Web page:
Note that the only option information available at this point is what has been found on the command line up to this point. For example, if the callback were associated with the -f option and the command line looked like -xvfz 1 2 3, we haven't yet parsed the -z option, so no information associated with this option is available.

If the callback returns a non-0 value, it failed. We execute 'die $string' where $string is the returned value.

Template non-dashed arguments ^

Only four non-dashed keys are allowed: 'usage', 'other_values', 'required', and 'mutual_exclusive'.

usage

This is a string. Typically it wil be the first part of a help statement and combined with the 'help' arguments for the various dashed arguments in the template, creates the complete usage message. By default, we will create a usage string that is the base name of the executable ($0) and just the string '[options]'.

other_values

Usually all the argments on a command line aren't associated with options. For instance, a function may always require a file name but have several other options too. It's signature might look like

 script [-v] input_file

other_values allows you to supply help for the usage message and tell the parser how many args to expect. Use might look like

 other_values => {
        help => 'file_1 ... file_n',
 },

For the call to script above, the first output line of the usage statement would look like:

 script [-v] file_1 ... file_n

and since multi_value is set, an error would occur unless at least one value were passed in.

Use multi_value or n_values to tell the parser how many values to expect. Both of these values are optional and if not supplied, the parser doesn't check for values after the parsing is done.

help is also optional. If it is not supplied, we use n_values or multi_value to print a message that makes sense. Note that if n_values or multi_value are set, it is an error to not have other values after the options are parsed, but you can just supply the help value and no other checking of the other_values will occur.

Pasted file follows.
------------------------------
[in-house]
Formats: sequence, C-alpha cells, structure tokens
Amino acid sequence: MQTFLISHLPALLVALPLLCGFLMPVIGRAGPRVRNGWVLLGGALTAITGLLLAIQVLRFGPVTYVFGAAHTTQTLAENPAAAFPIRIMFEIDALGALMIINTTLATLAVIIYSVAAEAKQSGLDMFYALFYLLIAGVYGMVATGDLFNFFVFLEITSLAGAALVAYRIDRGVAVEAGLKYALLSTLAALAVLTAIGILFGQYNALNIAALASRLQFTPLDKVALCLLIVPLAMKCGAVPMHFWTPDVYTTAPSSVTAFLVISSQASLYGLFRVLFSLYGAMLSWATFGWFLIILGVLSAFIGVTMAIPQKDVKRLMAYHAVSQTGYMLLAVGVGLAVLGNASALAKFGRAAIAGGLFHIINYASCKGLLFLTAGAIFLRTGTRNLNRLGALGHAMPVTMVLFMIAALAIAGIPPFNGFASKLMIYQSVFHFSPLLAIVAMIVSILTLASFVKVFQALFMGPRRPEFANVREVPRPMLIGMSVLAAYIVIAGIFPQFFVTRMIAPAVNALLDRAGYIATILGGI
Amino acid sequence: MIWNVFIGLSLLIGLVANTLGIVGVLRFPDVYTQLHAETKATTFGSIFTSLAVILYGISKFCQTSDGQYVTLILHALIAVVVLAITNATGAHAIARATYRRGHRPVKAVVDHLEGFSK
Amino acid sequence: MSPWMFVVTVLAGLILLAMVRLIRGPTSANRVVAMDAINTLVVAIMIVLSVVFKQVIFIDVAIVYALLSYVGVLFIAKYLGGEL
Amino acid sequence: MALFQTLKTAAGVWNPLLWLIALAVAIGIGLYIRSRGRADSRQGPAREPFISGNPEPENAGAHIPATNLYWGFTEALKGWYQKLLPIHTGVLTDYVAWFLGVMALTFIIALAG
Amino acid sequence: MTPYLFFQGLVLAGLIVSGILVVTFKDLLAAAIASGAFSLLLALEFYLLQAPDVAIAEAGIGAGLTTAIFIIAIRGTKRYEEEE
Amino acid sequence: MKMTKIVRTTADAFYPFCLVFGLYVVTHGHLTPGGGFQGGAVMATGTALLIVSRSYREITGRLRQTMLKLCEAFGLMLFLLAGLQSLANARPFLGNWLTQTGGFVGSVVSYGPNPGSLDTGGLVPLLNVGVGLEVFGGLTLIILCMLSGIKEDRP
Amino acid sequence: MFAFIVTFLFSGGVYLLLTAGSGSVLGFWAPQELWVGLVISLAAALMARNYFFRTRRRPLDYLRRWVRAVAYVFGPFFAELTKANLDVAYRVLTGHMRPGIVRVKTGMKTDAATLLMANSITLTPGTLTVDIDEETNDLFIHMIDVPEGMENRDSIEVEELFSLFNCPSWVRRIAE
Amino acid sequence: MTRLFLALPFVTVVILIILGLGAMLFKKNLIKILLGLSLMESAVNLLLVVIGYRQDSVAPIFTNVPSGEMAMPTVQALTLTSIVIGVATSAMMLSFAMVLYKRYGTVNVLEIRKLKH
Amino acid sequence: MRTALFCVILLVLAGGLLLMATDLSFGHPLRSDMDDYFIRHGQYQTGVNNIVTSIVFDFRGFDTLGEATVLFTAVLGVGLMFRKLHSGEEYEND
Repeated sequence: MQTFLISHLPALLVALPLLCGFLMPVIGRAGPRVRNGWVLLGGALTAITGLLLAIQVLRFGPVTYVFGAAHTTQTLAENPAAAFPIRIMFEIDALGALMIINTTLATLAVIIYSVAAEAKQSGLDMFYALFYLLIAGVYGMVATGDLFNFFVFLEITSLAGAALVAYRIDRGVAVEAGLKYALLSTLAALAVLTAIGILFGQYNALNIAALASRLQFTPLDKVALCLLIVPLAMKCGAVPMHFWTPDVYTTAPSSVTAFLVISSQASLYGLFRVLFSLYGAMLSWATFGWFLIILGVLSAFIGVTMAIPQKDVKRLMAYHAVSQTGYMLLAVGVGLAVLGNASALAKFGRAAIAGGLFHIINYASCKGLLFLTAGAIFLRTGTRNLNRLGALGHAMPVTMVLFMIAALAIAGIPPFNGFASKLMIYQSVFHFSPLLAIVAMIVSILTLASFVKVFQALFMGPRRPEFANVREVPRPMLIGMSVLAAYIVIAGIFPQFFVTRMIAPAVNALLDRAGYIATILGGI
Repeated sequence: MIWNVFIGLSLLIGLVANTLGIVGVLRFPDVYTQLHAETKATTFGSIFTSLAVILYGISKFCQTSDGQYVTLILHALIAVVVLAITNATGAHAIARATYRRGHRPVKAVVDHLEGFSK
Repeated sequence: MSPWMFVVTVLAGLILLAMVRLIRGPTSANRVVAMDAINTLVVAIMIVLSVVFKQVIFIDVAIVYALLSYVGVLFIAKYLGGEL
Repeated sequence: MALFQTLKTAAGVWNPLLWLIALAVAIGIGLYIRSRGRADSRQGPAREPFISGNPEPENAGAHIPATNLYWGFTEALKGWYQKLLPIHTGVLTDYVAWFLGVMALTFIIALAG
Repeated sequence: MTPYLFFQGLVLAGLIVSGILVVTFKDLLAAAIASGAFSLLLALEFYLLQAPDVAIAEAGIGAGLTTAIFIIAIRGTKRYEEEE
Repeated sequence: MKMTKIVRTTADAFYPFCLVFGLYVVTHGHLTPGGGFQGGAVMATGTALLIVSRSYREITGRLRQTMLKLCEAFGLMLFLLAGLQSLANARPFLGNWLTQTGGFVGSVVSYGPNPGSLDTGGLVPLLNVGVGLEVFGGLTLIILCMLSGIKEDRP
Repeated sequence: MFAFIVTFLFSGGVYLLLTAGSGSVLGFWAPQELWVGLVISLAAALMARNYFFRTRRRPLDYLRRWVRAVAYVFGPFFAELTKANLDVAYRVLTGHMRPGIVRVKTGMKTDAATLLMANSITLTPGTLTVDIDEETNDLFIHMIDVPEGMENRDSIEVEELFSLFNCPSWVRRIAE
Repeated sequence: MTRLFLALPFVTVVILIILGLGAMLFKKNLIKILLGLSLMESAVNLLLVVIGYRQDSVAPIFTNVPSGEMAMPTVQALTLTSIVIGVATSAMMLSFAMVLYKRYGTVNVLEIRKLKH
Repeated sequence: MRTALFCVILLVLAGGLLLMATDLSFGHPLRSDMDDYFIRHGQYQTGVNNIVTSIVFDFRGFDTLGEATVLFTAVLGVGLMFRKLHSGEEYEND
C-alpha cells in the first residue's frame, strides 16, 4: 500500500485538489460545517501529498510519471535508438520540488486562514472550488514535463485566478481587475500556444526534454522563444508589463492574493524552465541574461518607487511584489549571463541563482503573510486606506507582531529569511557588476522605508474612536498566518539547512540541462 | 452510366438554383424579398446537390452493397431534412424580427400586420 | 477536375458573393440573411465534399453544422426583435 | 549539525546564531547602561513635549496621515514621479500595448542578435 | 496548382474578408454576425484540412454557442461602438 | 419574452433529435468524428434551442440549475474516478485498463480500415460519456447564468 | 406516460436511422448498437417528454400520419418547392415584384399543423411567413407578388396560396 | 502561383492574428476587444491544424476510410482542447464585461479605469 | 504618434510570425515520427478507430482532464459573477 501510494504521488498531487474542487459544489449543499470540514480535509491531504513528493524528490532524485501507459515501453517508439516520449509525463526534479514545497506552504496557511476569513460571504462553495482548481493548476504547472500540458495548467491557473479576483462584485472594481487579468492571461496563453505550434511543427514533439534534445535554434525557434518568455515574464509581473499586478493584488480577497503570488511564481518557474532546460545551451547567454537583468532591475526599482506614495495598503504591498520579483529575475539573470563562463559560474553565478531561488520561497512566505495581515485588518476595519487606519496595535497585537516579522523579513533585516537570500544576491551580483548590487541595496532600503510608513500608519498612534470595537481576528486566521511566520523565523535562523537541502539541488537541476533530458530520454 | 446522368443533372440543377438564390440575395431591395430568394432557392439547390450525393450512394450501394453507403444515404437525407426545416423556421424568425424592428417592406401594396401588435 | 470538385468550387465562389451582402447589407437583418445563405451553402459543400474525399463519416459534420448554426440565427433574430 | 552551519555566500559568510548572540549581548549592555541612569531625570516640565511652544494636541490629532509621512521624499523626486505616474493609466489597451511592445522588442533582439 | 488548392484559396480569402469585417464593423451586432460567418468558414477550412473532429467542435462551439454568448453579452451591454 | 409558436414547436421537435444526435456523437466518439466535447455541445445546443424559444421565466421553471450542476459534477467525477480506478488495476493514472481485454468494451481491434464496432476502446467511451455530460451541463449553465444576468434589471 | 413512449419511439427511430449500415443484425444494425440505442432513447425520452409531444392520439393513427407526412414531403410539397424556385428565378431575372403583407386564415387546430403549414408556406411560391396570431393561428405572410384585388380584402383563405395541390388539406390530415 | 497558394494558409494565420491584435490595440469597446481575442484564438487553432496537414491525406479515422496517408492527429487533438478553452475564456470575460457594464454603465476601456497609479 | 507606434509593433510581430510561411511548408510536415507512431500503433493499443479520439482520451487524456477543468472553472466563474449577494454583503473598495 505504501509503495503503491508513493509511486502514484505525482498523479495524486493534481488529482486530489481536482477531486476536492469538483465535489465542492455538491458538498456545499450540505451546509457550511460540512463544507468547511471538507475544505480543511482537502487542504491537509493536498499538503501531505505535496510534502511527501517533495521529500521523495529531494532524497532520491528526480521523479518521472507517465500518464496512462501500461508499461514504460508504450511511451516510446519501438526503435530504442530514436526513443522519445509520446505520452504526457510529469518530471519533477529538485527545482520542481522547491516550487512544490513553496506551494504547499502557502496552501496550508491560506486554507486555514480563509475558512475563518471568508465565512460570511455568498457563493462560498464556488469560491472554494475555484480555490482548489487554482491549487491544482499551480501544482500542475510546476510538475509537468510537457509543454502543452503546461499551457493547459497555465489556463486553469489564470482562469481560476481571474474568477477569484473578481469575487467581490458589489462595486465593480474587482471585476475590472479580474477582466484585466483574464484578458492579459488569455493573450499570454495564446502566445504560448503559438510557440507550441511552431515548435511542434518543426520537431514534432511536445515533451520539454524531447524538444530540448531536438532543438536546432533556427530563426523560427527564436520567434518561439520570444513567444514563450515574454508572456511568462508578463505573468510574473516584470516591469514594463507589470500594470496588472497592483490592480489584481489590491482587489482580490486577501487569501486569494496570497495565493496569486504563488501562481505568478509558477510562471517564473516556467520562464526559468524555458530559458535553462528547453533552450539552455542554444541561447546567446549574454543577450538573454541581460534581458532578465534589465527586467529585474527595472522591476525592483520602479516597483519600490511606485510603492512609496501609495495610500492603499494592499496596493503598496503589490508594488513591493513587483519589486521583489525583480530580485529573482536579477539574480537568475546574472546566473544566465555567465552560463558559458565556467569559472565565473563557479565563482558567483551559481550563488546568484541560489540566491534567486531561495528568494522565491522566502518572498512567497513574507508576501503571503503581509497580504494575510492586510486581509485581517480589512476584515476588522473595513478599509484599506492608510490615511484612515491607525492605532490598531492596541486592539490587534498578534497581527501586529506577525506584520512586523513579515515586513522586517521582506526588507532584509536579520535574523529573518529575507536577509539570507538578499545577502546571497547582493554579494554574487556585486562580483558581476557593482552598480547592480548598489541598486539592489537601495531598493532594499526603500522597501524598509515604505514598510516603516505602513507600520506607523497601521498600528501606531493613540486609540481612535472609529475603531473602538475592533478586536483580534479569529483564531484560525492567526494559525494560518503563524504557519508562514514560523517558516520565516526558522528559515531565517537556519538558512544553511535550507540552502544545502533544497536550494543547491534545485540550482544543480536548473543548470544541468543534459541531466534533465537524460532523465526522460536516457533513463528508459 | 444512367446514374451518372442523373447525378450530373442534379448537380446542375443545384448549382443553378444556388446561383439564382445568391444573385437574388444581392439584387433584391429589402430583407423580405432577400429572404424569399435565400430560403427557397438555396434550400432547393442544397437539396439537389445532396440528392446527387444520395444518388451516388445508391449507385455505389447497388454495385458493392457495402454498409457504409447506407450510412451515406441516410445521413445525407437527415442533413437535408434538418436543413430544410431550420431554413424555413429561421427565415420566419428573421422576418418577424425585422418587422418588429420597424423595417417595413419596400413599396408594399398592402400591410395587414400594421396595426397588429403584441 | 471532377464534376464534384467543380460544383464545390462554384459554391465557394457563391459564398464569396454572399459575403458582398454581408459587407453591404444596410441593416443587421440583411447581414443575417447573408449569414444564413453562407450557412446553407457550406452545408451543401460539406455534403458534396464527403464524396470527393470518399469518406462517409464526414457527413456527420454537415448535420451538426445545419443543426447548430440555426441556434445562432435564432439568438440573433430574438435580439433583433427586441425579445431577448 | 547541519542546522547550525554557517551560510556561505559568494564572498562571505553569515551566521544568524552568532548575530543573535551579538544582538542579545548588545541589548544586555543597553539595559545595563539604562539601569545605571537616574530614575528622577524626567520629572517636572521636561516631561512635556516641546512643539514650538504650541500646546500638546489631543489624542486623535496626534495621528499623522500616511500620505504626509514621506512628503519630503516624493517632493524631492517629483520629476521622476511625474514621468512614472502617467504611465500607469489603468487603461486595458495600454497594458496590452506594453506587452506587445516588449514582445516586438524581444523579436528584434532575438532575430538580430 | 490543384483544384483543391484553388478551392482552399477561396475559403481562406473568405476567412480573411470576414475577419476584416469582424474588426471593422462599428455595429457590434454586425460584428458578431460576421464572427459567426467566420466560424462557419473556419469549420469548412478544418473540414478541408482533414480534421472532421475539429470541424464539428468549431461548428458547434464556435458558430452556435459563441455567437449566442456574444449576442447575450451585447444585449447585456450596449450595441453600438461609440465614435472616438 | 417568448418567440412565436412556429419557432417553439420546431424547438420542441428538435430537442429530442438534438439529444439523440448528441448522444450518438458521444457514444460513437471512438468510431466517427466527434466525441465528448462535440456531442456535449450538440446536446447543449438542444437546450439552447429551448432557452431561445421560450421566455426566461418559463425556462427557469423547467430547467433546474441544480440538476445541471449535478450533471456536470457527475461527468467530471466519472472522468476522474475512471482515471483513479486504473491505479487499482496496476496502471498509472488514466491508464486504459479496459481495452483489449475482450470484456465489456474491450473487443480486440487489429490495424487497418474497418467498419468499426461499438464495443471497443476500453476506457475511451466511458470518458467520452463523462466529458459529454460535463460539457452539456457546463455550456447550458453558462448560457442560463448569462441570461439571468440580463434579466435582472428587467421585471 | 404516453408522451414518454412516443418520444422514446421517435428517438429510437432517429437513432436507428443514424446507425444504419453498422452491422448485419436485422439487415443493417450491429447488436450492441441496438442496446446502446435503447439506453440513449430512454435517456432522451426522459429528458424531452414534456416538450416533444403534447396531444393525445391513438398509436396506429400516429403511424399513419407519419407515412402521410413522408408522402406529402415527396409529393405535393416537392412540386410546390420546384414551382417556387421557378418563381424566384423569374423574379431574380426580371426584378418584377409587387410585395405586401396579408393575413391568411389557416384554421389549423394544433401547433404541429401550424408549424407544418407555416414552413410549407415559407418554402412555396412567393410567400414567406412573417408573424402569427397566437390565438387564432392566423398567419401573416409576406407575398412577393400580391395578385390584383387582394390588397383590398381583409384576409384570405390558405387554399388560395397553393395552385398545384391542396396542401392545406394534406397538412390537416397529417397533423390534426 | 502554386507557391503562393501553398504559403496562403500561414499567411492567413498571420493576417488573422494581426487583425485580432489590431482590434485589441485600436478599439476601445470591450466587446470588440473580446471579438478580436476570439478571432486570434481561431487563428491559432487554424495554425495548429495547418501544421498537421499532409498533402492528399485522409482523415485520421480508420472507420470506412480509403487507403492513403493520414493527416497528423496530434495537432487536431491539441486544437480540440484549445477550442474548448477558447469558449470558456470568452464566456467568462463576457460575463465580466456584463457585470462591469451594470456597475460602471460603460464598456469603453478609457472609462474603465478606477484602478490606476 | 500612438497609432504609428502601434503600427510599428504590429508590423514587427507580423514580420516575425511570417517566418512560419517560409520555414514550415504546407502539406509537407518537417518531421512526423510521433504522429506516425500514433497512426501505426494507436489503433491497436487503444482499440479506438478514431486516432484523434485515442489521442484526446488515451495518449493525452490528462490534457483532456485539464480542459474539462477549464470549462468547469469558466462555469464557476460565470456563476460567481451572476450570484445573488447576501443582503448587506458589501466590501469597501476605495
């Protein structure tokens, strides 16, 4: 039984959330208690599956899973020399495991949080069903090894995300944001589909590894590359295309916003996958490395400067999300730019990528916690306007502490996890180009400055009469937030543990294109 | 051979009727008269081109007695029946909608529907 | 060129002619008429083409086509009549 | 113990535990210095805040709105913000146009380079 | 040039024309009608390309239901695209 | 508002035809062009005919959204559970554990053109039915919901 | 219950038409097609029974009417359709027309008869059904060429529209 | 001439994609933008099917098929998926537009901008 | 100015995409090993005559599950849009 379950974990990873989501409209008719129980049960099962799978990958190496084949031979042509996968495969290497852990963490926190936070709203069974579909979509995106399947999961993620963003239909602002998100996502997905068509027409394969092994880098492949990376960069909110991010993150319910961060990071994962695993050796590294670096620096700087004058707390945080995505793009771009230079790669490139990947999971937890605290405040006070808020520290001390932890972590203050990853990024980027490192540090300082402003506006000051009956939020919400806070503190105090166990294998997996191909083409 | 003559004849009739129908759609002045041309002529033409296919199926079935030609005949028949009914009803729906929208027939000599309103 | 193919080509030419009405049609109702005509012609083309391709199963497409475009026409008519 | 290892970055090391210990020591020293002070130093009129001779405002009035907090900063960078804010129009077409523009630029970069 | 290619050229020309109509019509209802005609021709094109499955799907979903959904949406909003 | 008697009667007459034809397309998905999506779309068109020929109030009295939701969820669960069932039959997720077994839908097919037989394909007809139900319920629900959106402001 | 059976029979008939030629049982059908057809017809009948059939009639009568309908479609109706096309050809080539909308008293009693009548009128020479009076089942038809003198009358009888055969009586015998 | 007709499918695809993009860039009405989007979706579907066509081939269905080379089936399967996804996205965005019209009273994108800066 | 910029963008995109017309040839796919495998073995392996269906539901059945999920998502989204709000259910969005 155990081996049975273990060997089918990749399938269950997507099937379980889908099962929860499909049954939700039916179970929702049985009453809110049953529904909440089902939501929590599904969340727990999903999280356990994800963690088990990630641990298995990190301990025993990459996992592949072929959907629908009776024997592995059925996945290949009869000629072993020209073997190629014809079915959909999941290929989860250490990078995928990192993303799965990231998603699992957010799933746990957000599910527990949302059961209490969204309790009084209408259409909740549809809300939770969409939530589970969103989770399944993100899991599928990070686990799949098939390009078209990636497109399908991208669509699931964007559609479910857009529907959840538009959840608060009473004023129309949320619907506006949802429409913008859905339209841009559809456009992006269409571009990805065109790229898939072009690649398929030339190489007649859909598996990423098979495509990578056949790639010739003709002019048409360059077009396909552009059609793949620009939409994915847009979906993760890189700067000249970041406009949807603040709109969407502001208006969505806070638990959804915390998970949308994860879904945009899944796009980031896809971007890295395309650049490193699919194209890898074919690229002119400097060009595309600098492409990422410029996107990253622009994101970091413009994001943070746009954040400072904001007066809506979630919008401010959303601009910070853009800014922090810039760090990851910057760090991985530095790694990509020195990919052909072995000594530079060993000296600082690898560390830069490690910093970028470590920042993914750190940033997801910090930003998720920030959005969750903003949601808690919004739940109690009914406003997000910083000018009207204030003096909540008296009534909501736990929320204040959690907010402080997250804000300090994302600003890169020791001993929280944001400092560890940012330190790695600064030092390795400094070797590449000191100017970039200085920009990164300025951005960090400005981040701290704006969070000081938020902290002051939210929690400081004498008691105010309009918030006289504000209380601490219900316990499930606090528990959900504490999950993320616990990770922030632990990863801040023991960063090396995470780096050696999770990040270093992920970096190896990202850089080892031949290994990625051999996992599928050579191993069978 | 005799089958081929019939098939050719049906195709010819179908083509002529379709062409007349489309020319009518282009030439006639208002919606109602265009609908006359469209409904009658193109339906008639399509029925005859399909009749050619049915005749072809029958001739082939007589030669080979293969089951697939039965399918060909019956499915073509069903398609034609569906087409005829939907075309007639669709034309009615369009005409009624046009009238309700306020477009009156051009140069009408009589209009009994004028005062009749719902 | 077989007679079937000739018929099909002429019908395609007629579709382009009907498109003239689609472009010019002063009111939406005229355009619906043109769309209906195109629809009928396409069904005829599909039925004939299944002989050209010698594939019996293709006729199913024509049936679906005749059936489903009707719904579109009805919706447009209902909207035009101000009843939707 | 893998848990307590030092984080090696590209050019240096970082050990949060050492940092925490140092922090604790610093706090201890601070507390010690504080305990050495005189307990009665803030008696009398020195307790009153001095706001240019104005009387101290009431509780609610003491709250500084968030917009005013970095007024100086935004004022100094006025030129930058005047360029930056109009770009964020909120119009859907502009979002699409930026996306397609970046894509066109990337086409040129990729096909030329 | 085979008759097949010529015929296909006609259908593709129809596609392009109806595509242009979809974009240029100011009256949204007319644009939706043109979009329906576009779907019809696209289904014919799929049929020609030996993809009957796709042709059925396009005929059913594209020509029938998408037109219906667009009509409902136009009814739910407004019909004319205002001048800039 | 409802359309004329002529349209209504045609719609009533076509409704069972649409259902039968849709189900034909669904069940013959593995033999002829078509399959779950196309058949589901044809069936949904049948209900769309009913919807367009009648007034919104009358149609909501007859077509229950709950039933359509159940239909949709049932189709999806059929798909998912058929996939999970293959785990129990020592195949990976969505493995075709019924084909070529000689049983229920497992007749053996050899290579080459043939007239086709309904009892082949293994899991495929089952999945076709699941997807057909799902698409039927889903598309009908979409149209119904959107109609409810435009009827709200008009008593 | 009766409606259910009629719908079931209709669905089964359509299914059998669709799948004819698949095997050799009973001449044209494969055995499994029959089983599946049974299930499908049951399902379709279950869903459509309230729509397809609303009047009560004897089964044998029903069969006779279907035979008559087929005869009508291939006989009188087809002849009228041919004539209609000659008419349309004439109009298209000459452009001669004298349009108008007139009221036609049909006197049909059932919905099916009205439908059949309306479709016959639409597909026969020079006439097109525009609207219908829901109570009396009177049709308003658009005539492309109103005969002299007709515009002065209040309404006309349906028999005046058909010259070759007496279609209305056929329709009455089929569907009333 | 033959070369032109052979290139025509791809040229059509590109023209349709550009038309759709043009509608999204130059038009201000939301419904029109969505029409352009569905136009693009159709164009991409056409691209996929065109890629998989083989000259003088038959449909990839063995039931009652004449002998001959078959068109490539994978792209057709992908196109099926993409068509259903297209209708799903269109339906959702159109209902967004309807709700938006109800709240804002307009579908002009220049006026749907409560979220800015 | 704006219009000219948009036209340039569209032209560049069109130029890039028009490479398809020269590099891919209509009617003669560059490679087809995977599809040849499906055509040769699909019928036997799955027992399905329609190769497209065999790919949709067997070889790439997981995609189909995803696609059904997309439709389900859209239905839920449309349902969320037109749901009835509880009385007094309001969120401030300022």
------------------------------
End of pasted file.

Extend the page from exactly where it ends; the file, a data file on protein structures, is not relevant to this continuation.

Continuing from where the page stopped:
As discussed below, other_values will also accept a callback and use ClientData and return its values using $handle->Values('other_values'). Unlike the other options, other_values can not be 'multiple'.

By default, any values not used by other arguments will get assigned to the 'other_values' option. This is done mostly to allow error checking. One of the decisions early in programming this module was that I wanted to allow parsed arguments to start with a '-'. Thus, something like

 --args => {'n_values' => 3},

would allow a command line like '--args -a 1 5' and $h->Values('--args') would return a 3 element array consisting of -a, 1, and 5. Unfortunatly this makes both parsing and checking of command line arguments more difficult. For example, if you had something like

 -a => {'n_values' => 2},

and your command line looks like '-a 1 2 3 -s', the values after 3 don't get parsed and are left on the argument list.

To simplify checking this situation, two changes were made in version 0.07 of this module: 1) you can now set the 'other_values' 'n_values' option to 0 and we will die if any unparsed command line values exist, or 2) unparsed command line values are now placed on the 'other_values' option so you can use $h->Values('other_values') to examine the un-parsed arguments.

required

This is an array reference to required arguments. It is an error if none of these are found on the command line.

mutual_exclusive

This is an list reference. It says "it is an error to receive these arguments at the same time." For example, "tar cx" would not make sense because you can't both create and extract at the same time. Give a reference for each set of mutually exclusive arguments. In the trivial case where you only have one set, the argument can be just a reference to a list, but in the more complicated case where you have sets of mutually exclusive arguments, this will be a refrence to an list of list references. The template to express this might look like:

        mutual_exclusive => [ qw( -x -c ) ],
        -x => {
            help => 'Extract a tar file',
        },
        -c => {
            help => 'Create a tar file',
        }

As stated above, this would also be correct.

        mutual_exclusive => [ 
            [qw( -x -c )],